Italy Must Pay Amanda Knox For Violating Her Rights In 2007, A European Court Says

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Twelve years after an American student studying in Italy was accused of murder, the European Court of Human Rights (ECHR) determined that she was mistreated at the time of her initial arrest. The court ruled that Italy has to pay damages to Amanda Knox because what it described as mistreatment led to her wrongful conviction in 2009.

Italy was instructed to pay Knox 18,400 euros, or about $20,800, according to CNN. The sum is specifically related to the events that took place immediately after Knox's arrest, when the ECHR said that the city of Perugia didn't arrange for a lawyer or a proper interpreter for Knox, whose Italian skills were not sufficient to speak for herself. "In the court's view, that initial failure had thus had repercussions for other rights and had compromised the fairness of the proceedings as a whole," the court ruled, per CNN.

Following her exoneration in the murder case, Knox appealed a conviction for "malicious accusation" — which came after she falsely told police that her then-boss had committed the murder — with the ECHR, as CNN explains.

"Today, the European Court of Human Rights ruled that my slander conviction was unjust," Knox said in a statement posted to her website that she also shared on Twitter. "I am grateful for their wisdom in acknowledging the reality of false confessions, and the need to reform police interrogation methods."

"I remain forever grateful to everyone around the world who has believed in me, defended me, and spoken out on my behalf throughout the years. I couldn’t have survived this without your support," Knox's statement continued.

When Knox brought her case to the ECHR, she also claimed that the police had mistreated her after arresting her in 2007, which she also claimed in a statement she made at the time.

"In regards to this 'confession' that I made last night, I want to make clear that I'm very doubtful of the verity of my statements because they were made under the pressures of stress, shock and extreme exhaustion," Knox said in 2007, according to CNN. "Not only was I told I would be arrested and put in jail for 30 years, but I was also hit in the head when I didn't remember a fact correctly."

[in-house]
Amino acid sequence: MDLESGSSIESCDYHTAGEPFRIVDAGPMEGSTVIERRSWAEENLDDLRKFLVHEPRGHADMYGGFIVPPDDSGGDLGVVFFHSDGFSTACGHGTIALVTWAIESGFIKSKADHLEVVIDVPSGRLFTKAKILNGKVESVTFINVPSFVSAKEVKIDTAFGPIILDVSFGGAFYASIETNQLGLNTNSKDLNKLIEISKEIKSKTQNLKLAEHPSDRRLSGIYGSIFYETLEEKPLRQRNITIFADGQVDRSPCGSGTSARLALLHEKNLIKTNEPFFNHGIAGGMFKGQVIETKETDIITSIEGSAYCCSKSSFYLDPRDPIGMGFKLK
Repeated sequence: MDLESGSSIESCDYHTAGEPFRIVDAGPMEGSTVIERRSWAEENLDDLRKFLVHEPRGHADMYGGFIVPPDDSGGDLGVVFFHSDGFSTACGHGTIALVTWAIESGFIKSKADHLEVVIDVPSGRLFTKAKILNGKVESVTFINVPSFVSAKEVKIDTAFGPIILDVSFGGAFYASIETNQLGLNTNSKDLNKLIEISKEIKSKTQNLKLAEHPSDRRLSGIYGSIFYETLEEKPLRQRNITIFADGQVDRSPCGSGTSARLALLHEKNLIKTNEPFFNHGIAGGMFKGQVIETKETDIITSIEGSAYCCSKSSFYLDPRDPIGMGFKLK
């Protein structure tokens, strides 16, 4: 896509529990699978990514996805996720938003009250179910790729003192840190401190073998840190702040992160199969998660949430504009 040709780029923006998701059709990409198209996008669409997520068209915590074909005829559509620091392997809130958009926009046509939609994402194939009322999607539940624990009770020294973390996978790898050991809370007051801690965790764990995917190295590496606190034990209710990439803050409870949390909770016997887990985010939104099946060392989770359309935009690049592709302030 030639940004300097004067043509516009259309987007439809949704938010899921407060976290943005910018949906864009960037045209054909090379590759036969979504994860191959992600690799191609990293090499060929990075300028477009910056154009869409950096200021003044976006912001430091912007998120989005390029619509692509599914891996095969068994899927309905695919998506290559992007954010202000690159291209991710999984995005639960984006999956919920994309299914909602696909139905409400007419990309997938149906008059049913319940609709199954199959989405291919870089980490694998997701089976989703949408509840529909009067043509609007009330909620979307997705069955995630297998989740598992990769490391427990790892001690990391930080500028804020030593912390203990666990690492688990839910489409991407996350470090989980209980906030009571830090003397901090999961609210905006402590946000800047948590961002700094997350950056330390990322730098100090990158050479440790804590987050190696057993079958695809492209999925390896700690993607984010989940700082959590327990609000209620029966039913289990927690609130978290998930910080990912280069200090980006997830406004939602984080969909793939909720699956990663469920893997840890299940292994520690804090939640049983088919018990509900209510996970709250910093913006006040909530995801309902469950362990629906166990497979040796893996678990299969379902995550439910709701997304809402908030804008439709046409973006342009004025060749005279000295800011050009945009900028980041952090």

However, the ECHR did not find that the Italian police physically mistreated Knox — only that her rights were violated when she was denied access to a lawyer and an appropriate interpreter, according to the BBC.

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In 2009, Knox and her then-boyfriend Raffaele Sollecito were convicted of the murder of Meredith Kercher, a British exchange student living with Knox in Italy. Their convictions were overturned in 2011. But then in 2014, an Italian court ruled that the new finding had overlooked important evidence, so Knox and Sollecito were convicted a second time. Knox's lawyers appealed the second conviction, and Knox and Sollecito were fully exonerated in 2015.

She was still fighting a "malicious accusation" conviction, though. According to Knox's statement on the whole incident, her "malicious accusation" only came after the police had lied to her and threatened her with decades in prison.

"I never should have been charged, much less convicted, of slander," Knox wrote. "Scapegoating the wrongfully convicted for the mistakes and misconduct of the police prevents us from reforming the system, leading to further miscarriages of justice."